Sunday, January 28, 2018

Paddington 2

Paddington 2 is a stand-alone sequel to Paddington Bear, a successful live-action film featuring an endearing CGI bear produced in 2014.  The 2017 version is an ingenious adventure film, broadly comic, and featuring a star-turn by Hugh Grant.  Grant plays the villain, always the juiciest role in a movie like this and he gets to vamp like Peter Sellers in various baroque disguises.  The movie has a deep bench of venerable and picturesque British character actors and there's nothing not to like in the picture.  I am constitutionally disinclined to enjoy films of this sort and Paddington 2 didn't entirely win me over -- but it's a heart-warming spectacle filled with elaborate set pieces and moves along at a bracing clip.

In essence, the movie is a riff on themes time-honored in British cinema and is particularly indebted to Alfred Hitchcock -- although, of course, the tone is quite different (with this correlation -- Hitchcock liked to pair British gentility with crime and, all of his films, are full of visual gags).  As in Hitchcock, the film's plot is the venerable mechanism of the double chase with an innocent character (in this case, Paddington Bear) accused of a crime that he didn't commit; the innocent character must retrieve the MacGuffin (that is, the object of the chase) from the bad guy to clear his name while being pursued by the law.  In Paddington 2, the little bear wants to give his grandmother an antique pop-up book showing the famous sites of London.  the pop-up book is the MacGuffin - it actually contains the key-code to a fabulous treasure.  A washed-up actor knows about the code in the book, steals it from the antique store, and frames Paddington Bear.  The Bear who has offended the Judge (it's a gag about a haircut) finds himself before a hostile Bench and is sent to prison.  In prison, Paddington Bear's basic decency and his naïve, reflexive good manners wins him friends.  Ultimately, he escapes and, after an elaborate train chase, wrests the MacGuffin from the villain who is, then, captured and sent to prison himself.  This allows the film to end with a lavish production number set in the prison in which Hugh Grant shows himself to be a consummate song-and-dance man. (Grant is fantastic and whenever he is on-screen the film soars).  The film's themes are that unfailing courtesy always wins the day and that people should be kind to one another -- there is an implicit pro-immigrant moral (Paddington, a Peruvian bear is, after all, the ultimate stranger in London.)   The film sets up a number of exciting and funny visual gags and, sometimes, seems to harken back to old silent film routines -- there's a complicated sequence involving a heavy bucket, ladder, and pulley that reminds me of scenes in Laurel and Hardy and Buster Keaton films.  About every ten minutes, the plot will pause for some kind of spectacular set piece and, from time to time, the merry calypso music accompanying the character's antics will be actually embodied in a Trinidadian combo that shows up in the oddest places.  All of the human actors are excellent -- other than Hugh Grant, Sarah Hawkins (who is in The Shape of Water) stands out and, in fact, has a thrilling aquatic scene.  In every respect, this is a good movie -- morally, with respect to production values, on the basis of acting, and with a sound, if somewhat hyper-active, narrative.  I must admit I was slightly bored by the proceedings, however, because ultimately everything in the movie is familiar to the viewer -- there are no real surprises and the film's tone is predictably light-weight, jolly, and sentimental.  I suppose the film approaches being the ideal movie for children -- and, therefore, an ideal movie for adults.  But, in the end the picture struck me as a bit too much, as trying too hard -- all the Victorian burnished gears and screws, the steam trains, the vertical shots of Dickensian prisons:  it reminded me inevitable of Scorsese's Hugo (2011), a film that you can immensely admire without really liking.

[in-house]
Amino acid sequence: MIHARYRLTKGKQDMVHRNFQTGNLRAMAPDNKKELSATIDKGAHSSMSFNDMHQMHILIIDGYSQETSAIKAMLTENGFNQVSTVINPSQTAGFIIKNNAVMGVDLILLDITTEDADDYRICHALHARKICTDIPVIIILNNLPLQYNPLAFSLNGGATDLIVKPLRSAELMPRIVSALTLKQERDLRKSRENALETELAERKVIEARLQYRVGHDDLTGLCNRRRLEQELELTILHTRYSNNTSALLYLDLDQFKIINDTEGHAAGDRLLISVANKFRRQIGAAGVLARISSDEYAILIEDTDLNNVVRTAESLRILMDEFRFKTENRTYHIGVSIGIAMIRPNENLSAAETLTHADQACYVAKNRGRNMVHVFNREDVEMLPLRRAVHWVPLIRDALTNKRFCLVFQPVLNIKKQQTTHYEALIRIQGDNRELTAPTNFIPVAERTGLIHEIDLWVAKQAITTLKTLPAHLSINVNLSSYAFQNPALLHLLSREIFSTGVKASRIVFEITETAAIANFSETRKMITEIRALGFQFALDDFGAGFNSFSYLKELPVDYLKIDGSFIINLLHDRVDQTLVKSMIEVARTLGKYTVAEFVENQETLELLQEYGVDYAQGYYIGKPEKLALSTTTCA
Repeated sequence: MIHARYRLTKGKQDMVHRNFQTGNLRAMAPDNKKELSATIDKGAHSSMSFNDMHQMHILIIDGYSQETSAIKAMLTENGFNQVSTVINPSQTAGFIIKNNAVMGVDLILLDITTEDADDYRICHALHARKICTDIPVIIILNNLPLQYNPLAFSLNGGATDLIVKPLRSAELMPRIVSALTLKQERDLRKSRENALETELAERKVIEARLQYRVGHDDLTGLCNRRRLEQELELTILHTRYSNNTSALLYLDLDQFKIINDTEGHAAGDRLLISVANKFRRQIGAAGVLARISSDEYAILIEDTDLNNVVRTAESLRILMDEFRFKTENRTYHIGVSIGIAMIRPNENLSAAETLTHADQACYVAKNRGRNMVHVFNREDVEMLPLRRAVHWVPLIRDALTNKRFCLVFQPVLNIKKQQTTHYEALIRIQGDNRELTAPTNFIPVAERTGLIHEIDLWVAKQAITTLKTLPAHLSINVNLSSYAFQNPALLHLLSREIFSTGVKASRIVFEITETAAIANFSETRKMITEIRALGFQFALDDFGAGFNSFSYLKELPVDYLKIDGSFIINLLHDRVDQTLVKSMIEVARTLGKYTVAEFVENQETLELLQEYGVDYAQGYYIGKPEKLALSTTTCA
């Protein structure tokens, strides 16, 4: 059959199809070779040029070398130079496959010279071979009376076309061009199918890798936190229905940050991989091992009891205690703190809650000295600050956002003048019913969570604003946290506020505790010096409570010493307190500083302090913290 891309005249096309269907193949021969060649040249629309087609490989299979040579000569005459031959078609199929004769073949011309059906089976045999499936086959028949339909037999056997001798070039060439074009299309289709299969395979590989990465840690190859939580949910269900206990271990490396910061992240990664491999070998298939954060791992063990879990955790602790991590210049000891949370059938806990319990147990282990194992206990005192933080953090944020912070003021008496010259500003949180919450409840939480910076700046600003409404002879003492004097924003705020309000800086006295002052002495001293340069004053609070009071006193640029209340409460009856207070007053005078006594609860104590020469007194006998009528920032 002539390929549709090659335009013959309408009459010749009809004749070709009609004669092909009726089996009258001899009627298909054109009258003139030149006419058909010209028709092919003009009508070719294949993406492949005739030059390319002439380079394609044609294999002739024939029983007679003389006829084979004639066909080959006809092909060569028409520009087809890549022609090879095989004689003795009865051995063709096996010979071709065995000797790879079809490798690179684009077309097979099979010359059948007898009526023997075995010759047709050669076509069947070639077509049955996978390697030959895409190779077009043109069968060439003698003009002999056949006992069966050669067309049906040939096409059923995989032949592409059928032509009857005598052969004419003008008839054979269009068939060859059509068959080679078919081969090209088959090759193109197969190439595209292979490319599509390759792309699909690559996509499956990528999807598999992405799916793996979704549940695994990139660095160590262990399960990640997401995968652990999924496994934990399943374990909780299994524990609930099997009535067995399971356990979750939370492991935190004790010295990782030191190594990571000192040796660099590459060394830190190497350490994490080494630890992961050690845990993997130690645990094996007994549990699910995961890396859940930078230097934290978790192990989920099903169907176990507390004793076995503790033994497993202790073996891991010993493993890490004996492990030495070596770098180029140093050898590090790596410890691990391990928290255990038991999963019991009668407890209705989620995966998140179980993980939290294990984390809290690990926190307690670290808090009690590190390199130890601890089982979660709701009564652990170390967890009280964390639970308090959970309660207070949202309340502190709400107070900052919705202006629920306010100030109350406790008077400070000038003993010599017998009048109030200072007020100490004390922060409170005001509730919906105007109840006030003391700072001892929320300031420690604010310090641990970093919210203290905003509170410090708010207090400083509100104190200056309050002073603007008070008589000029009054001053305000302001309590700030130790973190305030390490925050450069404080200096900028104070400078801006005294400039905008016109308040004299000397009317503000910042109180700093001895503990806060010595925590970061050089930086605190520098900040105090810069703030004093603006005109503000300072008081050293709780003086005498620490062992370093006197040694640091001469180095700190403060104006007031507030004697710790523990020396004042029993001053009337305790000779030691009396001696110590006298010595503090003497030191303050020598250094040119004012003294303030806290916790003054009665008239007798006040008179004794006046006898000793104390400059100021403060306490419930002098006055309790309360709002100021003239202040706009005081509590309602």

1. A pro immigrant fable or allegory I suggested. A utopian world will be brought about through the incorporation of immigrants but only through the (positively lit) sissification of men (depicted in the prison sequence) and through the defeat of the aristocratic values of English culture embodied in the prototypical form of Shakespearean actor by Hugh Grant. I’m not sure what this all means exactly but it is most likely inadvertent.

  2. One of the writers of the screenplay, Simon Farnaby, plays the vice deputy security guard of Saint Paul’s Cathedral. He recounts how the most beautiful nun he ever saw snuck off from the others and destroyed a statue of an angel. That nun was Grant in disguise, looking for the next clue note to play on a calliope to reveal the treasure. Farnaby as Barry the vice deputy security guard relishes the chance to describe Grant in nun-drag. This seemed an odd misstep for me but this doesn’t seemed to be played to be especially comic nor is the benign sissification of the inmates represented as funny. Maybe if we were all sissies we would exist in harmony.

  3. Simon Farnaby’s first film part was a ventriloquist in “Fat Slags,” something very blue to google. I guess he spent a month living in a bearsuit to achieve versimiltide. My dad thought the immigration sequences referred to Arpaio’s tent city. Feverish backwash. A truly wonderful film.